Last Thursday, at about 11:22 AM (Australian eastern standard time), an asteroid big enough to wipe out a city streaked past Earth, only hours after it was first observed. "Asteroid 2019 OK," as the rock is called, is believed to be between 57 and 130 metres in diameter, and it passed Earth by just 70,000 kilometres—about a fifth of the distance to the Moon, and something of a near miss as far as cosmic encounters go. But most importantly, astronomers had no idea it was there until it nearly hit us, according to Fairfax.
“It snuck up on us pretty quickly. People are only sort of realising what happened pretty much after it’s already flung past us,” Michael Brown, an associate professor at Melbourne’s Monash University’s School of Physics and Astronomy, told The Washington Post. Speaking to The Sydney Morning Herald, he described the asteroid’s proximity to Earth as “impressively close” and “a pretty big deal.”
"This is one of the closest approaches to Earth by an asteroid that we know of. And it’s a pretty large one," he said.
Had it struck, Michael suggested, Asteroid 2019 OK would have created a blast the size of “a very large nuclear weapon—a very large one."
Alan Duffy, astronomer at Swinburne University, was slightly less vague in his assessment. "It would have hit with over 30 times the energy of the atomic blast at Hiroshima," he said. "It's a city-killer asteroid. But because it's so small, it's incredibly hard to see until right at the last minute."
The worrying thing about Asteroid 2019 OK is that it was big enough to qualify as a “city-killer,” yet small enough to avoid detection. More than 90 percent of the apocalyptically large asteroids have been logged and had their trajectories mapped by NASA, but the smaller ones are harder to spot. Another reason Asteroid 2019 OK went unnoticed was the fact that it approached from the direction of the sun, which rendered it a silhouette against the backdrop of space, and made it very difficult for telescopes to catch.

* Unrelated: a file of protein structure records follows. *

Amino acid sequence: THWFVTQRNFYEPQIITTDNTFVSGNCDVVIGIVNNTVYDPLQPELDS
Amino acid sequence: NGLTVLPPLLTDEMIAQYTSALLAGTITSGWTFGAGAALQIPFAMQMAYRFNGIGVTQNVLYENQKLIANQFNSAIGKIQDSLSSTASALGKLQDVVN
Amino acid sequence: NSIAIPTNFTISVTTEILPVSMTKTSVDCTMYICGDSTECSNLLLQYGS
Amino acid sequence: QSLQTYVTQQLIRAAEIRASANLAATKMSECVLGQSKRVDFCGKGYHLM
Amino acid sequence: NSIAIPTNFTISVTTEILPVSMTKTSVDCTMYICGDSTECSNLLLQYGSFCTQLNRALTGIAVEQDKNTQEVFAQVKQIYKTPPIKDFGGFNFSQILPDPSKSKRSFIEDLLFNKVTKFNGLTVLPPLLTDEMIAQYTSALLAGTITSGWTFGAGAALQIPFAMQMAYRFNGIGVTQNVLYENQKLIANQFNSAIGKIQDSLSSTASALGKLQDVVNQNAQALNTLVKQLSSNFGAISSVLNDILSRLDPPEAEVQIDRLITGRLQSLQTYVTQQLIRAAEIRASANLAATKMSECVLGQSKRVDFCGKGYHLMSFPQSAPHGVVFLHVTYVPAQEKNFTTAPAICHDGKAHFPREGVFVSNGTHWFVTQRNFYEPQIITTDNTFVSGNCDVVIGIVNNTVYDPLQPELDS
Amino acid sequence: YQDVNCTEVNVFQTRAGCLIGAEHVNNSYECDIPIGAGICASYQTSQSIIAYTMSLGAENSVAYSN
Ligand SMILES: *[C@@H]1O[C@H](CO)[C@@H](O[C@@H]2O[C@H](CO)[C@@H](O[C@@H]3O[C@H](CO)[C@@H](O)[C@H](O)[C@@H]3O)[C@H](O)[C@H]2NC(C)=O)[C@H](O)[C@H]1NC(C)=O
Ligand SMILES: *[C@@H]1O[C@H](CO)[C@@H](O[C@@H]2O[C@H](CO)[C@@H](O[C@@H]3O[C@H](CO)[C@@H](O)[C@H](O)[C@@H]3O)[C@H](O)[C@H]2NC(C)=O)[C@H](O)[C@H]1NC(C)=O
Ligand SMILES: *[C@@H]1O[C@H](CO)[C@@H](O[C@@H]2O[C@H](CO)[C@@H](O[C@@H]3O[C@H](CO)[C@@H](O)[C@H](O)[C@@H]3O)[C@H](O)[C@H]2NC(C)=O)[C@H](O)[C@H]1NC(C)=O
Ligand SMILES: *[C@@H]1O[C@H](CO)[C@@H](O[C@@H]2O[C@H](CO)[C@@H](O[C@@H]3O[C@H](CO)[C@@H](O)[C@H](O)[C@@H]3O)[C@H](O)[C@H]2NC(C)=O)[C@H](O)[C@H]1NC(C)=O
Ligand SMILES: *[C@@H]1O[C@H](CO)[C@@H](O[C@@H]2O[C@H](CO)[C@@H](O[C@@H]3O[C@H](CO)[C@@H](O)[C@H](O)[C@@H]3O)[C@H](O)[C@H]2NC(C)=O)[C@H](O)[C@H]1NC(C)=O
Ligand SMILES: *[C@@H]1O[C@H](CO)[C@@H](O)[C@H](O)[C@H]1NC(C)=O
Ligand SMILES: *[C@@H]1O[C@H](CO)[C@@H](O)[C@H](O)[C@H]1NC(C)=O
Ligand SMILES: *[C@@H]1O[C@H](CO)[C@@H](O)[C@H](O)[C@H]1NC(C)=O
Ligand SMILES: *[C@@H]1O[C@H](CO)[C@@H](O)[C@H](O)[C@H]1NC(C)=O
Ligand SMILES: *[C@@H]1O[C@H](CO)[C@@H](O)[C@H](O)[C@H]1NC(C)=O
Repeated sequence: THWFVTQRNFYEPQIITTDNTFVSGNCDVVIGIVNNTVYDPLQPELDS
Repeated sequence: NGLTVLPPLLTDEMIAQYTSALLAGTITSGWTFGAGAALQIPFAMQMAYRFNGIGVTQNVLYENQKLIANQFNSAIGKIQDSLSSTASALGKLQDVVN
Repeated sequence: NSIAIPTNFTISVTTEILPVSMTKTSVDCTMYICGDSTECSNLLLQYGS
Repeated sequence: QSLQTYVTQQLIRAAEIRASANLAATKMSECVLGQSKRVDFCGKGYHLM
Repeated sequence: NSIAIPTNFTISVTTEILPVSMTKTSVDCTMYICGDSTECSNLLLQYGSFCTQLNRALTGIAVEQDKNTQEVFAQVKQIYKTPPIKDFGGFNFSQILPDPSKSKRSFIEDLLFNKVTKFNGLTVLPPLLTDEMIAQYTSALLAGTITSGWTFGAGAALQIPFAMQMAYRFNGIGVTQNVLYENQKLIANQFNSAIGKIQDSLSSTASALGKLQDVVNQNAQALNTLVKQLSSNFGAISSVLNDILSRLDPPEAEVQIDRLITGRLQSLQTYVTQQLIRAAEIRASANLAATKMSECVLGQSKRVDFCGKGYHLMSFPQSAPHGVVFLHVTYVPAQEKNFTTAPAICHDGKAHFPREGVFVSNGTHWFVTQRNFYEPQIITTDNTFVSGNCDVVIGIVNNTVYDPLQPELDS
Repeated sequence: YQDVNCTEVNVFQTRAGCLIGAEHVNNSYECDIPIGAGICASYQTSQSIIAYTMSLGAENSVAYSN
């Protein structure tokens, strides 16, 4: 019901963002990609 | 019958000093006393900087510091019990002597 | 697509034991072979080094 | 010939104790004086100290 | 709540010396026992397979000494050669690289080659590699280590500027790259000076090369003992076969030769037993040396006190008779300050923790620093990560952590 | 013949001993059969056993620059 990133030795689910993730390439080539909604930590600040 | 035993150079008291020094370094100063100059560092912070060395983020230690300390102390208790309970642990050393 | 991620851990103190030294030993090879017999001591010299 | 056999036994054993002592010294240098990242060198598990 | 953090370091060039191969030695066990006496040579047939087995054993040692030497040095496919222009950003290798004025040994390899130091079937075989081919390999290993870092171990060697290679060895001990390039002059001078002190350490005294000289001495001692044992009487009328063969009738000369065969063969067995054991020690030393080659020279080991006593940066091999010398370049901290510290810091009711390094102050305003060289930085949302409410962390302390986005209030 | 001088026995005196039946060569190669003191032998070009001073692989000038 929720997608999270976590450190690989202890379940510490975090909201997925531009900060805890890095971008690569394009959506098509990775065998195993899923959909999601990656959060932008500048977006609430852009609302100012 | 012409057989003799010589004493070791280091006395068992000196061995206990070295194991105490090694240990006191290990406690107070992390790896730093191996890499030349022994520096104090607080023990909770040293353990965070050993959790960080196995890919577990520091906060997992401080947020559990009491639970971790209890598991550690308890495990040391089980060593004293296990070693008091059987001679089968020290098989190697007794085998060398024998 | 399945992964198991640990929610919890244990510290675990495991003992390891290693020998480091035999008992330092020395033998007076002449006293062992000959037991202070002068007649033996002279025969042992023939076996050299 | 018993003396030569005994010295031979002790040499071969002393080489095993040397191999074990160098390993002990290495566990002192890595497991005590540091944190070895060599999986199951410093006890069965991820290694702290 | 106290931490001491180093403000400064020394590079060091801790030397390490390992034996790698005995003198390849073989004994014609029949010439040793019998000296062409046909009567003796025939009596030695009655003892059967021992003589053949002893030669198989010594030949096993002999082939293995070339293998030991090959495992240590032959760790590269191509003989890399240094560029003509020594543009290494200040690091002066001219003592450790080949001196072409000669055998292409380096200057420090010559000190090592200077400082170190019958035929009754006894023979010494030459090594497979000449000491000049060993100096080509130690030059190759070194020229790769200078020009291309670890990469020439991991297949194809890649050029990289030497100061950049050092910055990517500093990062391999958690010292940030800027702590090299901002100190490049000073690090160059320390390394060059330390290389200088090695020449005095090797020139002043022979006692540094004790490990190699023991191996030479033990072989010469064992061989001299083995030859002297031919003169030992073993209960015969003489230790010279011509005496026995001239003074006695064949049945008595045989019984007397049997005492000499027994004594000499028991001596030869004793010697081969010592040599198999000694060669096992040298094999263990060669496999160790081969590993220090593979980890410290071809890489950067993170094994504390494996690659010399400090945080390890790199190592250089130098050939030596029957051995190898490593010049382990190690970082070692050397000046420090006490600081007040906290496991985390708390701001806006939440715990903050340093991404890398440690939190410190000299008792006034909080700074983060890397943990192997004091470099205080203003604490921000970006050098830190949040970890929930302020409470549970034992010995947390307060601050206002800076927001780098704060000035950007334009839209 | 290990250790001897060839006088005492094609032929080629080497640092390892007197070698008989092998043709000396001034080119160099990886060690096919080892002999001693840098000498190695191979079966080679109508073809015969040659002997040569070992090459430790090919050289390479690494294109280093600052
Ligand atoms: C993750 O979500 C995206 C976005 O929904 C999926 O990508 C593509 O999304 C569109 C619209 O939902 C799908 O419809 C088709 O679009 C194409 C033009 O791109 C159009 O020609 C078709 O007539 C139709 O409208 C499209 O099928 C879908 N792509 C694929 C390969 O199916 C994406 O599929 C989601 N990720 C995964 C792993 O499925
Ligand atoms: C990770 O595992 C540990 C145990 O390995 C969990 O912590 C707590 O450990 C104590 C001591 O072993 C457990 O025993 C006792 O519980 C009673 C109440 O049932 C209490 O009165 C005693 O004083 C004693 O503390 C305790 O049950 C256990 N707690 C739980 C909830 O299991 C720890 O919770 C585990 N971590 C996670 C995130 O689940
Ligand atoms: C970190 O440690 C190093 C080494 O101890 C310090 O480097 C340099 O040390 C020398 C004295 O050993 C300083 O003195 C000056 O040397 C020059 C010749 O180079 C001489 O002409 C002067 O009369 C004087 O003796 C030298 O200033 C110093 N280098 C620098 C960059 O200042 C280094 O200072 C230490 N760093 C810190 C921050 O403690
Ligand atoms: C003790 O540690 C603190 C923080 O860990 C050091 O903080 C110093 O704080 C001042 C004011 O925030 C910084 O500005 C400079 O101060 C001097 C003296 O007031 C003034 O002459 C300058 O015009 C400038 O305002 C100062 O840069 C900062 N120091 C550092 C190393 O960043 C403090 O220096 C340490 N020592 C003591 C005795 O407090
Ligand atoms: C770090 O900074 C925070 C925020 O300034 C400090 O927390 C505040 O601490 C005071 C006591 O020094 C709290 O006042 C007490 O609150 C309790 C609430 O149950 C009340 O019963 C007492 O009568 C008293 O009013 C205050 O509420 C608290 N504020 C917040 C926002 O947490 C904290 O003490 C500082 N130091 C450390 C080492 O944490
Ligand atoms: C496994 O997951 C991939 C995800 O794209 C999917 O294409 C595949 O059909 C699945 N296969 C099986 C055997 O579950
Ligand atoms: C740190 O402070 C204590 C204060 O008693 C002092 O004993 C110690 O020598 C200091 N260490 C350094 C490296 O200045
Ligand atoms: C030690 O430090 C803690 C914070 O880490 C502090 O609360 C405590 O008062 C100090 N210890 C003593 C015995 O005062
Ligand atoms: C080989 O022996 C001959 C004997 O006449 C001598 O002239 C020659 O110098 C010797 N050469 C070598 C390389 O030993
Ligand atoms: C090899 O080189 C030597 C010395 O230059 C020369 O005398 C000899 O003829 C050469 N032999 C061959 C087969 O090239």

“It’s faint for a long time,” Michael said. “With a week or two to go, it’s getting bright enough to detect, but someone needs to look in the right spot. Once it’s finally recognised then things happen quickly, but this thing’s approaching quickly so we only sort of knew about it very soon before the flyby.”
"It should worry us all quite frankly," said Alan. "It’s not a Hollywood movie. It is a clear and present danger."
Others have argued, however, that while Asteroid 2019 OK’s close brush may have rattled a few people, the danger isn’t acute enough to be a genuine cause for concern. Emily Lakdawalla, senior editor of the Planetary Society—a nonprofit foundation that promotes space exploration—said “it is zero percent danger to us.
“It’s the kind of thing where you learn about something that you didn’t know about, like things flying close by us, and your inclination is to be scared. But just like sharks in the ocean, they’re really not going to hurt you and they’re really fascinating to look at.”
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